613.260.3256 Erin@ErinScullion.com

Really, I will. I will miss Facebook for lots of reasons: no more sending or receiving birthday wishes; no more saying ‘Congrats’ or posting heart and thumbs up symbols. No more laughing until I pee myself at posted videos, like the one with two drunk grandmothers on a floating raft unable to get out of it, despite comical efforts of their grandchildren to help. They were all laughing so hard they could barely stand up themselves.

Or the one with three bear cubs falling and rolling in and out of a swinging hammock, which, I don’t know, just struck me as hilarious. It feels good to have long belly laughs, doesn’t it?

Then there’s the news about births, deaths, marriages and graduations. (Haven’t seen any “Yay! I’m divorced!” posts but I’m sure they’re out there!) No more beloved videos of friends’ grandchildren giggling in a bath full of bubbles or scrunched up smiles. And okay, granted, some wasted time scrolling and scrolling for nothing. And yes, there were the frantic messages of “don’t click on a link I sent in messenger, I’ve been hacked.”

And what made me sever my more-than-a-decade-long relationship? It started with the first call from a friend, asking if I had won a writing award. “Regretfully, no,” I said. “Not that I know of. Why do you ask?”

“Well”, she said, “someone claiming to be you is having a conversation about it on Messenger with Gontran. Right now. He thinks he’s talking to you and you’ve just sent him a link to a website about the award details.”


“No,” I panic. “It’s definitely not me.” I hop on my account, go to Messenger and see the actual conversation between some stranger and my friend Gontran. I frantically search on how to disconnect, can’t find anything and so just delete the conversation comment by comment. Whew! Weird.

I stupidly passed it off as a one-off thing.

Two days later, a call from another friend. “Are you on Messenger with Kathy talking about disability credits?” Mary asks.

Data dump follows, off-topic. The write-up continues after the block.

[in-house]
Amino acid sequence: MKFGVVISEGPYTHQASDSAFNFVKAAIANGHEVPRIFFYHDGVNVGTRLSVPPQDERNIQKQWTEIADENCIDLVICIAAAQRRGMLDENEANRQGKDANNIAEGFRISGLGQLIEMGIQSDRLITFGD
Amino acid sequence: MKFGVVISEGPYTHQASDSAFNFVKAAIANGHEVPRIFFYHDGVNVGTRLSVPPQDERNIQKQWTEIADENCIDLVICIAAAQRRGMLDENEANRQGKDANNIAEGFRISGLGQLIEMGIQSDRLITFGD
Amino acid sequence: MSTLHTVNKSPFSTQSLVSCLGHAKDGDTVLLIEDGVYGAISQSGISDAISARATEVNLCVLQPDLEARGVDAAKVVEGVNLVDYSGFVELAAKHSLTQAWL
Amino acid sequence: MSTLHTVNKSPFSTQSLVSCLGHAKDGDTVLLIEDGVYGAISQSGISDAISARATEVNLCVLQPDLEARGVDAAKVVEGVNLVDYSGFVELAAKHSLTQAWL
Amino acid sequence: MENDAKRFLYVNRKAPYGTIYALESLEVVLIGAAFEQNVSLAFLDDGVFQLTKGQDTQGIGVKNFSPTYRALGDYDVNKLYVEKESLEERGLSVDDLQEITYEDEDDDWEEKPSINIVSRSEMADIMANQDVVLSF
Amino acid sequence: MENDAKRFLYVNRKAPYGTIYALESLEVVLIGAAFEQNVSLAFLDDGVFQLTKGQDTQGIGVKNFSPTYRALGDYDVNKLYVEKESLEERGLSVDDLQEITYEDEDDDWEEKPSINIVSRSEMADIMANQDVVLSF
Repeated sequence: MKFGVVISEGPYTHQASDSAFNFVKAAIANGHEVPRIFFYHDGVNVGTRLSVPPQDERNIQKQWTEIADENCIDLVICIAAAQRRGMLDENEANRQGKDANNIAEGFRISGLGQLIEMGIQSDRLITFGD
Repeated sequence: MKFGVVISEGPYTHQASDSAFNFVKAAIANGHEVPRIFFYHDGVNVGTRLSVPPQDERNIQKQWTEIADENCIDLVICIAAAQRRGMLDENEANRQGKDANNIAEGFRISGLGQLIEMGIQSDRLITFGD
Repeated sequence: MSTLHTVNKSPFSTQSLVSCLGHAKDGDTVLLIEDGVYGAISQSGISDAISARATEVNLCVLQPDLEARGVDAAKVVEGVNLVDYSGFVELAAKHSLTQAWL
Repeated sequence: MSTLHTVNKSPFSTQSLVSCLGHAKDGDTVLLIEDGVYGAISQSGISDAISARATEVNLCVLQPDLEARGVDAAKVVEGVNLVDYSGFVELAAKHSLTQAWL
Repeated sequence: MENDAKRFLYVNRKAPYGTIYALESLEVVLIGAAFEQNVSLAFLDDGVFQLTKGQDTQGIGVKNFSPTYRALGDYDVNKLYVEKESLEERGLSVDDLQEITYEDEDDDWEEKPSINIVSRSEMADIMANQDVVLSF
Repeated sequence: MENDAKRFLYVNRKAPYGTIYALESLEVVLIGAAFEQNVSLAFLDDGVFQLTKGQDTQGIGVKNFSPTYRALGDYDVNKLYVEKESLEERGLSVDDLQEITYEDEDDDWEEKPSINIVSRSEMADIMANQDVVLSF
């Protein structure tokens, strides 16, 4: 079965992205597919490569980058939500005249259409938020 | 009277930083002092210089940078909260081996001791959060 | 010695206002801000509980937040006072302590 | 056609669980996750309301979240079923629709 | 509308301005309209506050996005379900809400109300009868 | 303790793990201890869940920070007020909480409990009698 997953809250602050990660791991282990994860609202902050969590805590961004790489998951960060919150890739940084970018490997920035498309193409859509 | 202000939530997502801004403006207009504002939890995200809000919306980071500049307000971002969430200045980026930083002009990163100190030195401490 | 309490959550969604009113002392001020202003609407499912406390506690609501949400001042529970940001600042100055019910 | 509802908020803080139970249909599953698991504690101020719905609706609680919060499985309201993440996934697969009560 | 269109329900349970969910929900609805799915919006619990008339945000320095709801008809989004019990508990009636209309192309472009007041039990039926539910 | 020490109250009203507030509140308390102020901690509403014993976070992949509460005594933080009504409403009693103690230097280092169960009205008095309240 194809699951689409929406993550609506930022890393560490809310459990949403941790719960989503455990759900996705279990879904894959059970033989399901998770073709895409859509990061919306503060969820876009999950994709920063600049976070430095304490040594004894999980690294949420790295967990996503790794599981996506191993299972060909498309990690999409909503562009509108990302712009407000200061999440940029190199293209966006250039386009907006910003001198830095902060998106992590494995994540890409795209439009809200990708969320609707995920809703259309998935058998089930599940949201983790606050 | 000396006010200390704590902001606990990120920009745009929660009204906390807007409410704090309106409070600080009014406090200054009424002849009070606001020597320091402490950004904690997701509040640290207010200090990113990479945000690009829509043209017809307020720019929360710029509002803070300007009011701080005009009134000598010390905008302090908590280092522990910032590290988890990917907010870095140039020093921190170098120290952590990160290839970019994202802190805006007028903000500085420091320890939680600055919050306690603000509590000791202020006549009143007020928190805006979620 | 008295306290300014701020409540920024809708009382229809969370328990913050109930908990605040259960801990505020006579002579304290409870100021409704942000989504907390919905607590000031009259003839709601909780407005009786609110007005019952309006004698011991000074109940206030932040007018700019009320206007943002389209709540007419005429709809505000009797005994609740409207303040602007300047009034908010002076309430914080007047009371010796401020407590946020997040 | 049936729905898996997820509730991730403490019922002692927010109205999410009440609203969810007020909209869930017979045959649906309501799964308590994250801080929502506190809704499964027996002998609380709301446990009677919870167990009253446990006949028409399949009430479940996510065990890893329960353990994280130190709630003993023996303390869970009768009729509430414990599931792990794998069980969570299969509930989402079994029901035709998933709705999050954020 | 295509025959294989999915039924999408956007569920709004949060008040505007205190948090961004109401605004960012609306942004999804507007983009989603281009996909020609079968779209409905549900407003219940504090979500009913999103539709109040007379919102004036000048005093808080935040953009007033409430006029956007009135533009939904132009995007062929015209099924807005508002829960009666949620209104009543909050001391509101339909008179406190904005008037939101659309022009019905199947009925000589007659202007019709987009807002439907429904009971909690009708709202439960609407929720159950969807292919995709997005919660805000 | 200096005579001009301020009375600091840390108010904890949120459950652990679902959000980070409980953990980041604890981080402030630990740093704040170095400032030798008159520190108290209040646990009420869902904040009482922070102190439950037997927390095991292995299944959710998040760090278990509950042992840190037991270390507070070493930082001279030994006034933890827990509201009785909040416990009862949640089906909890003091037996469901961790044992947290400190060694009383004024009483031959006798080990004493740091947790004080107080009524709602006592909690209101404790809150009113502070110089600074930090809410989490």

E-e-e-k, again! No!

“Well, she thinks she’s having a conversation with you and you sent her a link to apply for a disability credit. You’re talking about Doug (my husband) and Marc (her husband) so it really sounds like you.”

Okay. Now I’m really scared and freaking out. “Tell her to get off,” I say and hang up. I search frantically on how to disconnect from Messenger completely…can’t find anything…and after a minute decide not to waste any time. I find the option to delete my whole Facebook account. Click!

Of course, I get a message asking if I really want to do that. “Yes, &^#$!*, delete it!”

Poof! Gone! Except, I have until January 8, 2021 to change my mind. If I don’t reactivate it before then, “you won’t be able to access the account or any of the content you added,” Facebook reports.

I heave a sigh of relief, relax, and compose a mass email to as many friends as I can, telling them what has happened.

I think about Facebook. Do I really want to re-engage with it? Hm…all those connections…people I stay in touch with who I haven’t seen in years but have a comradely relationship with. It is nice to keep up on what’s happening in their lives.

I decide to contact Facebook to tell them what happened. However, it seems you need a Facebook account to contact Facebook, and I now don’t have one. After 20 minutes of trying to find a way, I give up.

A few days later, one of friends who got my email with the Facebook saga, calls me. “Did you just send me a Facebook friend request?”

E-e-e-k, No!

Facebook, I’m disappointed. But our relationship is not worth it.

You’re dead to me now. May my account rest in peace.